Shane Warne hopes umpires doesn't stop sledging during Ashes

Shane Warne feels there will be fanatical officiating after the David Warner bar-room incident © Getty Images

London: Jul 6, 2013
Former Australian leg-spinner Shane Warne has said that umpires should not stop players from sledging in the Ashes series, as it may leave the highly-anticipated Test series boring.
He feels that there will be over excessive officiating especially after the David Warner bar-room brawl incident, when he punched England’s Joe Root.
“We’ve got to be very careful about the fine line between policing the game too much and allowing the emotions and characters to come out,” Warne was quoted as saying by The Guardian.
“As soon as someone gets a bit of fire in the belly — when there’s a bit of argy-bargy, a bit of sledging, some lip work to each other or a bit of aggro in the game — it gets stamped out so quickly. So what ends up happening is that people go into their shell and are too afraid to express themselves.”
“As sports lovers we all want to see characters out there, we want to see some tough, formidable characters that we love to hate, and we want to see a contest.”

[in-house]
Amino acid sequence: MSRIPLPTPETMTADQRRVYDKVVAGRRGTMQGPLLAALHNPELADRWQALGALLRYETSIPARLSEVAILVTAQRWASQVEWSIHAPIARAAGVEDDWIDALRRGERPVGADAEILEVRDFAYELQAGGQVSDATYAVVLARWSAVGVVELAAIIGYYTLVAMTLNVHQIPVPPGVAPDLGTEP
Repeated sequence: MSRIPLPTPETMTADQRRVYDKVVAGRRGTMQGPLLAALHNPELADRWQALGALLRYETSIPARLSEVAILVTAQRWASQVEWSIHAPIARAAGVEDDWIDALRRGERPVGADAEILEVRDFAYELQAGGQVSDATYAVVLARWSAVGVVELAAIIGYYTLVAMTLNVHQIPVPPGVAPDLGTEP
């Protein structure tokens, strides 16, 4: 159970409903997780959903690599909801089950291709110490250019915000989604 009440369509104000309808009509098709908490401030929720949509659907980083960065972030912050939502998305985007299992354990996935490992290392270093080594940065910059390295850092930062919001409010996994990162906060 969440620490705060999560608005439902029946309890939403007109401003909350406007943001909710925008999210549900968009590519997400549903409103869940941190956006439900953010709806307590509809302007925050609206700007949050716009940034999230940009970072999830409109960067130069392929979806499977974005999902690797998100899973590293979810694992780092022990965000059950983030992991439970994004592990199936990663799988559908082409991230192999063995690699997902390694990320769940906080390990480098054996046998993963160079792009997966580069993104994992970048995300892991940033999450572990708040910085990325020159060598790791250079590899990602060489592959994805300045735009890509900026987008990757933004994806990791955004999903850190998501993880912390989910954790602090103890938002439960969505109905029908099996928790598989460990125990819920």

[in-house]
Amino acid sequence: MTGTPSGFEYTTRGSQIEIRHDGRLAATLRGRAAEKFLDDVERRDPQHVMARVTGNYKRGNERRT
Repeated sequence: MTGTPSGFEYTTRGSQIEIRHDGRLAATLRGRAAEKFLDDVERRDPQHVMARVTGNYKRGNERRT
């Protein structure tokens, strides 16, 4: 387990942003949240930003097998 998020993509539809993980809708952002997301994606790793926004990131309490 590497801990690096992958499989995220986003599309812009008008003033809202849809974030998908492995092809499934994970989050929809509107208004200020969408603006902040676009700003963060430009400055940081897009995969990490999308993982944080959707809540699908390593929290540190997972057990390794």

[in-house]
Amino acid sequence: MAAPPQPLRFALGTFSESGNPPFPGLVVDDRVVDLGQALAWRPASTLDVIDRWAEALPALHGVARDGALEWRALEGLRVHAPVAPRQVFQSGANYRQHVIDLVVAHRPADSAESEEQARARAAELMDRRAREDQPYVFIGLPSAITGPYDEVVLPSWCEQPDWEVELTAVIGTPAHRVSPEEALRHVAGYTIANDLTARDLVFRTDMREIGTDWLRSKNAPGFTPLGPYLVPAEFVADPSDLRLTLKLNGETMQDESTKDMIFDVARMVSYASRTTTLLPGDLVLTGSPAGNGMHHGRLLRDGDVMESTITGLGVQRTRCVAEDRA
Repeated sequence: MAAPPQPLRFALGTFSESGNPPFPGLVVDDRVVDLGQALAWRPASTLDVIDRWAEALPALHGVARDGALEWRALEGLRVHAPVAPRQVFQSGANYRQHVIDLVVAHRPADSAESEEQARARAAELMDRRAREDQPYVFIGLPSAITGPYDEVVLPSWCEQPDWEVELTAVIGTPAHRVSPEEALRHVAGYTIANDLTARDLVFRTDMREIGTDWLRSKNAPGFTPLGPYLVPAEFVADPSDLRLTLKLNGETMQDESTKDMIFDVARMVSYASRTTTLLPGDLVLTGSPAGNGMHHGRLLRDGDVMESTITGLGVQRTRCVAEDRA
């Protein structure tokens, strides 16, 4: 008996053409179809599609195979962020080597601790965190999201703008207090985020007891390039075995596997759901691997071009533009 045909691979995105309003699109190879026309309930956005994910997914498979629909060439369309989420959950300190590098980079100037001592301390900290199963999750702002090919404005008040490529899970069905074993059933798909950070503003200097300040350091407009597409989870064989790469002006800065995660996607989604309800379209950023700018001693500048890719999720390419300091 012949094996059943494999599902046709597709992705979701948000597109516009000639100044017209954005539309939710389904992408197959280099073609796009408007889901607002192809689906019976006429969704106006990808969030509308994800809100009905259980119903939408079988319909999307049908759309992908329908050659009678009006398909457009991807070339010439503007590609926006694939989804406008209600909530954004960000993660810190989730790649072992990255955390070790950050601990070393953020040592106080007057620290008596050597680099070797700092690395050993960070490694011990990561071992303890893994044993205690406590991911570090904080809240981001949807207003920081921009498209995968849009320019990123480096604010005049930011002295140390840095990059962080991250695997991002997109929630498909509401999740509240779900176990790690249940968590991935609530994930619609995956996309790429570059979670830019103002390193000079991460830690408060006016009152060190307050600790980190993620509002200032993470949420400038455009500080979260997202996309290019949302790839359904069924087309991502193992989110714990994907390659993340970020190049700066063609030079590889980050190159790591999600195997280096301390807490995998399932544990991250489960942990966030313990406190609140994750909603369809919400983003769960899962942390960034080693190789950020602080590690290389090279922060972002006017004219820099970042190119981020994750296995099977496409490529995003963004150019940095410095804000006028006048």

“Sure there’s a line — you can’t be in pubs at two in the morning putting a punch on someone’s chin — but you want to see people stand up and be counted and say ‘you’re not getting me out’, ‘over my dead body’, that type of stuff.”
The 43-year-old feels Australia has missed an old trick during the match against England in their ICC Champions Trophy 2013 encounter .
Mitchell Starc‘s first over wasn’t aggressive enough,” Warne added. “Here was a chance for Australia to play England and say ‘look, we’ve got six months against you guys, this is what you’re up against’ and really show a bit of that Aussie DNA mongrel: come out, try to hit a few in the head, get really aggressive and nasty and just put their marker down. But he bowled a little lollipop, a little powder puff, first up that got smashed through the covers.”
Warne feels Ashes will bring forward some surprises, with many young players becoming stars during the series.
James Faulkner to me is one of those guys who wants to be in the middle when it’s tough. Whenever the game’s in the balance he wants to be in there, that’s a special trait to have, and, generally most of the time he performs,” Warne said.
“He could be at the nucleus of the Australian team going forward. The other player is young Pattinson: it wouldn’t surprise me if he was getting close to 100 miles an hour in this Ashes series.”
“He’ll bowl consistently at 90 miles an hour plus and I think he’s got a chance to record one of the fastest balls ever recorded. This kid could be a superstar.”
“If he can stay on the park, he has been working his absolute butt off to get right for this series, he will be a real handful. Those two guys are really going to stand up, they’ve got special skills and people are going to know who they are by the end of this Ashes series,” he concluded.